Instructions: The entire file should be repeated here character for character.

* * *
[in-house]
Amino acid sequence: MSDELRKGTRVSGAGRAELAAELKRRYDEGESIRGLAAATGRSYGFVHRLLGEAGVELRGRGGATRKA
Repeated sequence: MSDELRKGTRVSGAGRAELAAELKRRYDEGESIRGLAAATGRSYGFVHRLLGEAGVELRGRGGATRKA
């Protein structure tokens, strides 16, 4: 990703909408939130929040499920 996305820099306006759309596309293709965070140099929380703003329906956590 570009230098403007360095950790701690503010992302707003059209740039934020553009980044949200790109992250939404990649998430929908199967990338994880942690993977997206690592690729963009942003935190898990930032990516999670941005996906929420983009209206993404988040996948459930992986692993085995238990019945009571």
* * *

[in-house]
Amino acid sequence: MSDELRKGTRVSGAGRAELAAELKRRYDEGESIRGLAAATGRSYGFVHRLLGEAGVELRGRGGATRKA
Repeated sequence: MSDELRKGTRVSGAGRAELAAELKRRYDEGESIRGLAAATGRSYGFVHRLLGEAGVELRGRGGATRKA
């Protein structure tokens, strides 16, 4: 990703909408939130929040499920 996305820099306006759309596309293709965070140099929380703003329906956590 570009230098403007360095950790701690503010992302707003059209740039934020553009980044949200790109992250939404990649998430929908199967990338994880942690993977997206690592690729963009942003935190898990930032990516999670941005996906929420983009209206993404988040996948459930992986692993085995238990019945009571």